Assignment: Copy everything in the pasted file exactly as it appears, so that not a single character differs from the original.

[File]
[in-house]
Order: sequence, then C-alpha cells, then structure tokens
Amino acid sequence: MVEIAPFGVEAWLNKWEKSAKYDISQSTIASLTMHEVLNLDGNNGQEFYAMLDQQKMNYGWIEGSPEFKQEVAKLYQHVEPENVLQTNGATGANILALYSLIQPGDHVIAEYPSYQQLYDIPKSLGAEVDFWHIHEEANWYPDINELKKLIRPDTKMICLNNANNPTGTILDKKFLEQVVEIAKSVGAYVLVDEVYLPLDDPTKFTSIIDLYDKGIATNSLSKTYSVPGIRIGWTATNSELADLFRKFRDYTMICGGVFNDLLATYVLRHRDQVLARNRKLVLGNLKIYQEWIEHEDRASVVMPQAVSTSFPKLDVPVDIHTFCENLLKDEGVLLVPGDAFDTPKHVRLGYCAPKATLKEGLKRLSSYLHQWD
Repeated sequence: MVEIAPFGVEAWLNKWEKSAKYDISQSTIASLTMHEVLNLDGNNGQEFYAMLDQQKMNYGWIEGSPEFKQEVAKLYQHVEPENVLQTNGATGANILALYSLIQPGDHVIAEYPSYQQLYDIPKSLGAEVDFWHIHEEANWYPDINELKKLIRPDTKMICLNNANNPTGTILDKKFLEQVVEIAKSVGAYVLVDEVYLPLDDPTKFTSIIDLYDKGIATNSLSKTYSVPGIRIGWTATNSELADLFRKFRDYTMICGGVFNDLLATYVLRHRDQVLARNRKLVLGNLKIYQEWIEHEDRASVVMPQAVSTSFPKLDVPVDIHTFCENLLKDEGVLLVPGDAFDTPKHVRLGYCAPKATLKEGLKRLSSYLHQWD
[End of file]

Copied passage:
[in-house]
Order: sequence, then C-alpha cells, then structure tokens
Amino acid sequence: MVEIAPFGVEAWLNKWEKSAKYDISQSTIASLTMHEVLNLDGNNGQEFYAMLDQQKMNYGWIEGSPEFKQEVAKLYQHVEPENVLQTNGATGANILALYSLIQPGDHVIAEYPSYQQLYDIPKSLGAEVDFWHIHEEANWYPDINELKKLIRPDTKMICLNNANNPTGTILDKKFLEQVVEIAKSVGAYVLVDEVYLPLDDPTKFTSIIDLYDKGIATNSLSKTYSVPGIRIGWTATNSELADLFRKFRDYTMICGGVFNDLLATYVLRHRDQVLARNRKLVLGNLKIYQEWIEHEDRASVVMPQAVSTSFPKLDVPVDIHTFCENLLKDEGVLLVPGDAFDTPKHVRLGYCAPKATLKEGLKRLSSYLHQWD
Repeated sequence: MVEIAPFGVEAWLNKWEKSAKYDISQSTIASLTMHEVLNLDGNNGQEFYAMLDQQKMNYGWIEGSPEFKQEVAKLYQHVEPENVLQTNGATGANILALYSLIQPGDHVIAEYPSYQQLYDIPKSLGAEVDFWHIHEEANWYPDINELKKLIRPDTKMICLNNANNPTGTILDKKFLEQVVEIAKSVGAYVLVDEVYLPLDDPTKFTSIIDLYDKGIATNSLSKTYSVPGIRIGWTATNSELADLFRKFRDYTMICGGVFNDLLATYVLRHRDQVLARNRKLVLGNLKIYQEWIEHEDRASVVMPQAVSTSFPKLDVPVDIHTFCENLLKDEGVLLVPGDAFDTPKHVRLGYCAPKATLKEGLKRLSSYLHQWD